On Tuesday we got confirmation that we lost our home, our vehicle, along with everything left inside of them. We had no warning, no time to be prepared, and the local agencies didn't even have time to warn us on that night. We learned that our home was gone within an hour of us leaving. It's a hard thing to swallow. Even harder to see the photo.
It's hard in situations like this to not think about the what if's. What if we were sleeping? What if we had time to grab things? What if we didn't leave when we did? What if, what if, what if. None of that matters, and I know I'll drive myself crazy thinking that way.
It took a lot for me to start this gofundme, as I said before. However, we are at a loss. An enormous loss. And we do need help, whatever help can be given. We had a really hard time with an amount to put, but we did try to estimate our belongings as best we could, including what it will take for us to find another place to live. The biggest question I've gotten was "how can we help?" and "what do you need?" With so many friends and family members all over the country, we decided this was the best way to accept any help from anyone. *Any funds we recieve will be put towards a new home, a vehicle, and the necessities (clothes, toiletries, food, etc.) If we do find ourselves with more than what we need, Spencer and I vow to donate the remaining to other victims around the community.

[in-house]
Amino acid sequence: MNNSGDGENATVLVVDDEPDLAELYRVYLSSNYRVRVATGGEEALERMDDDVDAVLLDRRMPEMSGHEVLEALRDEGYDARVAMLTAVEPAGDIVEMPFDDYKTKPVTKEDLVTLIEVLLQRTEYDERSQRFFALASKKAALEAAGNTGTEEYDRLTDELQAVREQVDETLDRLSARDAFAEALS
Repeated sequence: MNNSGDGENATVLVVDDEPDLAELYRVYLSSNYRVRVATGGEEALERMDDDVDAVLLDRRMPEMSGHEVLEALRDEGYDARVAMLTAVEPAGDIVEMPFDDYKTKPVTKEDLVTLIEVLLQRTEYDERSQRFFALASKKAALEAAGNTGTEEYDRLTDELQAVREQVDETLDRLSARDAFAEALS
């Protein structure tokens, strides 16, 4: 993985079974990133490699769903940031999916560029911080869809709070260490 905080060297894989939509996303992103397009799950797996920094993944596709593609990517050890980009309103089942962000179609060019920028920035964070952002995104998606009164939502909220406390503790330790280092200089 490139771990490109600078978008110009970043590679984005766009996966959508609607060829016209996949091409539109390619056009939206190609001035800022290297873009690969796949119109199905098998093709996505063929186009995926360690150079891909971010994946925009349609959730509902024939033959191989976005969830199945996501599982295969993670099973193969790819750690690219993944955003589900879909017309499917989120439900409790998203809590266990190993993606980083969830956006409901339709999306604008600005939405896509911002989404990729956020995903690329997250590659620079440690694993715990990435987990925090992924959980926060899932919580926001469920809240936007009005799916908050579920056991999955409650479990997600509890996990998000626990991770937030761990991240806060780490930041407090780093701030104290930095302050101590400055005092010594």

We are happily overwhelmed with all of the love and support we have received from ALL people, even folks that didn't know us at all. I won't ever be able to express with words how much we appreciate everything.
The (future) James Family
P.S. For those of you who are wondering, we are still planning our wedding for next July, and the only thing that will postpone that from happening is if Healdsburg is hit by this terrible disaster. Spencer and I are both trying to stay positive about this entire situation. It's been a little bit of a rollercoaster, but their is always a silver lining and a reason to celebrate the life we are living.
Again, thank you friends, for anything and everything.
- Rebecca Jewett
- MaryAnn, Laureen, Chrissy Quaid
- MaryAnn &Jim Quinn
- Jeanine Scorzelli